• Buyer's Guide 2008: Lenses

    How to choose the best glass for your D-SLR


    Pop quiz, hotshot: Would you rather have a) an awesome camera and an okay lens, or b) an okay camera and an awesome lens? The correct answer is b—no doubt about it.

  • Buyer's Guide 2008: Papers & Inks

    Printing your best images with the latest and greatest in inks and papers


    The key to making beautiful prints is to choose the best inks and papers. By experimenting with high-quality papers and inks, you can turn your images into printed works of art. The print technology of today has given us the power to make the kind of prints at home that you used to have to go to a professional lab service to achieve.
  • Buyer's Guide 2008: Photo Printers

    Make your best prints in your favorite sizes faster and more easily than ever before


    With such a wide range of photo printers on the market today, printing at home is an even more appealing option for getting your digital images out of the camera and onto paper than it has been in the past.

  • Buyer's Guide 2008: Photo-Processing Software

    Today’s software offers us a big range of choices in how we work and play with our images


    Image-processing software is amazing today. It allows the photographer to duplicate the old color and black-and-white darkroom without the mess, space or toxic chemicals. And we can do more, enhancing and optimizing images in ways that the traditional darkroom worker could only dream of.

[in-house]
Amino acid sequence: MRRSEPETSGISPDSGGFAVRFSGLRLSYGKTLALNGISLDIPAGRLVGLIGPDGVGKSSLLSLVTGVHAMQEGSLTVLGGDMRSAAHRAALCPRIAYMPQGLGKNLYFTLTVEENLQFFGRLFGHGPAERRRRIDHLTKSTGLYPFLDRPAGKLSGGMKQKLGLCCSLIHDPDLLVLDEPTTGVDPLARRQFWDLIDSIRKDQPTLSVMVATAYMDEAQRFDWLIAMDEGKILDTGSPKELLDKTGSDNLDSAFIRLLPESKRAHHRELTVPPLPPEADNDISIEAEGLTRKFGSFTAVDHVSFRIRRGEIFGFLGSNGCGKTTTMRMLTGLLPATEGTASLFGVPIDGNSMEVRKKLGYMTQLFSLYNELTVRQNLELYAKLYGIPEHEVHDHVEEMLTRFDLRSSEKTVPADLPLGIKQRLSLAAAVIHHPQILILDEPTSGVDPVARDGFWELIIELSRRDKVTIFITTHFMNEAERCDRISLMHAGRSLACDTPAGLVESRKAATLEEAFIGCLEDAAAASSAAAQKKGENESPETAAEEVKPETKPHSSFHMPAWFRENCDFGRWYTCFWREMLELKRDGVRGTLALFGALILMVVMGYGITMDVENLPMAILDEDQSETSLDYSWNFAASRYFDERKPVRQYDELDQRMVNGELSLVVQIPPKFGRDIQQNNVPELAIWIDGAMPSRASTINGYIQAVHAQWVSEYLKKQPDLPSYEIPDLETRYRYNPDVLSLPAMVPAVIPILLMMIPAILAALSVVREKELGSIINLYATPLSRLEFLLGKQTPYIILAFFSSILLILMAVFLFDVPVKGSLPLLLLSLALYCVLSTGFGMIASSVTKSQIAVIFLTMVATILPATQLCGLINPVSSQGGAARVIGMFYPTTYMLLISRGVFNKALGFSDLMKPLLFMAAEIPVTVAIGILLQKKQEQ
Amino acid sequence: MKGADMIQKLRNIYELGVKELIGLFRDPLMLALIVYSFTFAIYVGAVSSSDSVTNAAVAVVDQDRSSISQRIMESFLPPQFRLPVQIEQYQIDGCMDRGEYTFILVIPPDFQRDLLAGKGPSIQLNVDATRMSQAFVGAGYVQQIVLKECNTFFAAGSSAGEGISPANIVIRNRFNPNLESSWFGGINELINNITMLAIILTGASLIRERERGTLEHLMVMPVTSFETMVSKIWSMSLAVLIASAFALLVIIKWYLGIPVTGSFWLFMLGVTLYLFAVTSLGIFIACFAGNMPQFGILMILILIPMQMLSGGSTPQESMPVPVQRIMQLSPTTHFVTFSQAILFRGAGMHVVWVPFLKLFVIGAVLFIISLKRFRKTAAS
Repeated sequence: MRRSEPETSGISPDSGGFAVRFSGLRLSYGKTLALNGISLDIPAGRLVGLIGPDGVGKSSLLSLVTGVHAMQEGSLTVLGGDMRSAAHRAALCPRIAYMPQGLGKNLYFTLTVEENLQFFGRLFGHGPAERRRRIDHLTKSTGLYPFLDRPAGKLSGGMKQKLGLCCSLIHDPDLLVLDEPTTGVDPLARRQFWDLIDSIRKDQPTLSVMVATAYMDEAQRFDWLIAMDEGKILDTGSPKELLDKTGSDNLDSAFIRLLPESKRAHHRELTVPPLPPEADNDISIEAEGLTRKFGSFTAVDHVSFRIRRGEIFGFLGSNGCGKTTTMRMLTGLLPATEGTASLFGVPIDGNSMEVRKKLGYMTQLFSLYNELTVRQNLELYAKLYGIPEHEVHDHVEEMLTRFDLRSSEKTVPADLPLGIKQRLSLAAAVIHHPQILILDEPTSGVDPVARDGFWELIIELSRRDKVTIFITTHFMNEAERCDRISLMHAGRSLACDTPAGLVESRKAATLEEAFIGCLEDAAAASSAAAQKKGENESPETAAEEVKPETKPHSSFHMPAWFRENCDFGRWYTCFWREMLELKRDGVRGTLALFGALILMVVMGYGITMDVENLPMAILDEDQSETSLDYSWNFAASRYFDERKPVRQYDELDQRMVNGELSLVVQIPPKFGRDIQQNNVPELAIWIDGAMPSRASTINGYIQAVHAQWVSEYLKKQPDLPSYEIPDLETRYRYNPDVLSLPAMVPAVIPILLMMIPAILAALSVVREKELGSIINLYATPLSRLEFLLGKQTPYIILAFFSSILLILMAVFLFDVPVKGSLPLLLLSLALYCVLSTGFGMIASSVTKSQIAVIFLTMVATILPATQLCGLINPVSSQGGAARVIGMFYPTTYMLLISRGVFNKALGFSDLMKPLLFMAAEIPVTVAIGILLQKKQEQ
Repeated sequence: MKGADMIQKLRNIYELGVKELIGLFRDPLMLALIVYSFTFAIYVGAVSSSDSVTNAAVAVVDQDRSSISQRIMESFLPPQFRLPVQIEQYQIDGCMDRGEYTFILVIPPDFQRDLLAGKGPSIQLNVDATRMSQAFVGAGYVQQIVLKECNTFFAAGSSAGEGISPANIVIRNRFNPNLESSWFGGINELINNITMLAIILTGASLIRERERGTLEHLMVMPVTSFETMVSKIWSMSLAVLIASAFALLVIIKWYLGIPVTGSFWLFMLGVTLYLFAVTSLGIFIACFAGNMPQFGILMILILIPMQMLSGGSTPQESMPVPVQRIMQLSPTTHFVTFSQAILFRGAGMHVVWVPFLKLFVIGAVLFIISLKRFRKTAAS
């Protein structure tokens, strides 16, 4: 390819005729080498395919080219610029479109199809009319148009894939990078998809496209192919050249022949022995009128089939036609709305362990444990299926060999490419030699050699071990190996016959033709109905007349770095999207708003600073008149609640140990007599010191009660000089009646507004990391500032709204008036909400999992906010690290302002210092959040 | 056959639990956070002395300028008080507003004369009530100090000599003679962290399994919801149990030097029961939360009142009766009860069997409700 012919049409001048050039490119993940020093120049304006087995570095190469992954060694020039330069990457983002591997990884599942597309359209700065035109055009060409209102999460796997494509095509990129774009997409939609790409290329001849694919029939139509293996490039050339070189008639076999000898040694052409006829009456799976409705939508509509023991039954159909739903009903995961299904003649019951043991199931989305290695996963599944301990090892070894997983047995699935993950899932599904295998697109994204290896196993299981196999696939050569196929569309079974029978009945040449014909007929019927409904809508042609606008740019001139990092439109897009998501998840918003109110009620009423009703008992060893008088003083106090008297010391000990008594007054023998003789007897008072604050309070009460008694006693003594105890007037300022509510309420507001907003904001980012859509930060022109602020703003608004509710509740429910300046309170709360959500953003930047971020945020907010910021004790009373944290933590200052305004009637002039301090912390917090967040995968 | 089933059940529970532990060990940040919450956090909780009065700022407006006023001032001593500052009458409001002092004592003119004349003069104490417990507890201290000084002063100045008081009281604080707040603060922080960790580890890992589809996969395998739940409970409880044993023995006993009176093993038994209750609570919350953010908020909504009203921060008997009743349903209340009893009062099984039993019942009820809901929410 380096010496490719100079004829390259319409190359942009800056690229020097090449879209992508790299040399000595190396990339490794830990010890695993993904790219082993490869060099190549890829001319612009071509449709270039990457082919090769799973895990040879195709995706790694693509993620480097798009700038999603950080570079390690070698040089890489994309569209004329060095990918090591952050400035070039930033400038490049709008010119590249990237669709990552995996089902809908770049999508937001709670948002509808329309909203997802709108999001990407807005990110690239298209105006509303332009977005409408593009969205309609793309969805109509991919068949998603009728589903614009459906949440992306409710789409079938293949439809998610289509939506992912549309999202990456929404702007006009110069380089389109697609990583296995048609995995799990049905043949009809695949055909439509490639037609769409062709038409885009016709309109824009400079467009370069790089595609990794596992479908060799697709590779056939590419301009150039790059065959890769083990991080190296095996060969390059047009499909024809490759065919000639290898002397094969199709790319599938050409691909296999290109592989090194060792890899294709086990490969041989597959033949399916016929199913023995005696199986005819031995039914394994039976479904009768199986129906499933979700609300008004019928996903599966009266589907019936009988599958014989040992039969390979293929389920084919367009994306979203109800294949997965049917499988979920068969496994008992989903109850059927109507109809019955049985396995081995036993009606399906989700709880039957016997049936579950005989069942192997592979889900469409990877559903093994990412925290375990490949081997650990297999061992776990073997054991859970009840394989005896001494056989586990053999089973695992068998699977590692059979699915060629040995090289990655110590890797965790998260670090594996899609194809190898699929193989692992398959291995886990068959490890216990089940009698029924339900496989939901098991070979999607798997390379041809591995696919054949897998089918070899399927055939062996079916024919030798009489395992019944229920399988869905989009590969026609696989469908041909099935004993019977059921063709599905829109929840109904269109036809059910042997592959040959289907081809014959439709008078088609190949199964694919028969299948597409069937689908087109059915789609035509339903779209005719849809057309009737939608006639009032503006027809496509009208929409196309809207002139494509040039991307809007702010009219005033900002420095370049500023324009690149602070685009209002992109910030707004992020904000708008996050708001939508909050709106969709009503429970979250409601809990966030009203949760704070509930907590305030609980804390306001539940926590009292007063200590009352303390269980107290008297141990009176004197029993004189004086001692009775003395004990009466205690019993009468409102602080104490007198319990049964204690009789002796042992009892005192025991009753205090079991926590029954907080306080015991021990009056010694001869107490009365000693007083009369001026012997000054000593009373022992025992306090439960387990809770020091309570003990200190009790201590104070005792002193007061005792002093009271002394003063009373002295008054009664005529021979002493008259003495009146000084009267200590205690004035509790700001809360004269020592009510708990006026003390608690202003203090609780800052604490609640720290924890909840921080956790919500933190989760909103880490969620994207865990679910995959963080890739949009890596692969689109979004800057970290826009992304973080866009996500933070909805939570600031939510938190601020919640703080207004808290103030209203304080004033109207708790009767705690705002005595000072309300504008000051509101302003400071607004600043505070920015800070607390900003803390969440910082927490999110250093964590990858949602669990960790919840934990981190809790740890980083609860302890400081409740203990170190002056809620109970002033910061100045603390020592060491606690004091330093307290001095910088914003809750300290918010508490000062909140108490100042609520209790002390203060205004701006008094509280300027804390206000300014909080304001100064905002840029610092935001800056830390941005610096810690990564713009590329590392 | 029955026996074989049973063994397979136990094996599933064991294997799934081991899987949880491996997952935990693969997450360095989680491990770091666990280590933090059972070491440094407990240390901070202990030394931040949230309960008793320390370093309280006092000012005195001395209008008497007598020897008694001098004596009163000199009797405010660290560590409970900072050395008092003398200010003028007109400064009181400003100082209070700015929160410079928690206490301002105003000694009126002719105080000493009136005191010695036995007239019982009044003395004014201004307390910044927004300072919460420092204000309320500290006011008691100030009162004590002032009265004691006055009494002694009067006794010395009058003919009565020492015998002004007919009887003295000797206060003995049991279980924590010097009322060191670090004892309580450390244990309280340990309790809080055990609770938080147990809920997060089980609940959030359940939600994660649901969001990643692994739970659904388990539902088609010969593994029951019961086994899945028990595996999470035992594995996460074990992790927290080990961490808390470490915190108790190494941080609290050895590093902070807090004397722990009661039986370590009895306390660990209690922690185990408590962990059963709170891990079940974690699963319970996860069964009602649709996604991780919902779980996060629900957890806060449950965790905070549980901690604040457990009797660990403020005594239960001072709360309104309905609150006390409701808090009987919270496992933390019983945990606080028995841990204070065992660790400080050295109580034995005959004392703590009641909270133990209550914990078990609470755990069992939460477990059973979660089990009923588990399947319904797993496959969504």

• Buyer's Guide 2008: Software Plug-Ins

    Extend your image-processing possibilities with these top plug-ins


    While you can do just about anything to an image with Photoshop, some tasks can be fairly labor-intensive or tricky to accomplish unless you know exactly what to do. Plug-ins are applications that extend the capabilities of Photoshop, most often by providing a more automated, simplified approach to an otherwise complex Photoshop task. They typically launch from within Photoshop and use a customized window with specialized tools for the job at hand.

  • Buyer's Guide 2008: Ultimate Systems

    Upgrade the core of your digital darkroom for a faster, smoother photography workflow


    With the Windows Vista and Mac Intel transitions behind us, now is a pretty safe time to consider replacing an aging computer, no matter which platform you prefer. Ample RAM for most photographers' needs is affordable, and many off-the-shelf systems boast solid digital-imaging specifications.

  • Buyer's Guide 2008: Web Services

    Boost your digital darkroom with specialty printing and image storage online


    One of the most exciting advantages of digital photography is the ability to transmit images electronically without any degradation of picture quality. This feature spawned new business opportunities and shook up the long-established operating procedures of the photo-processing industry.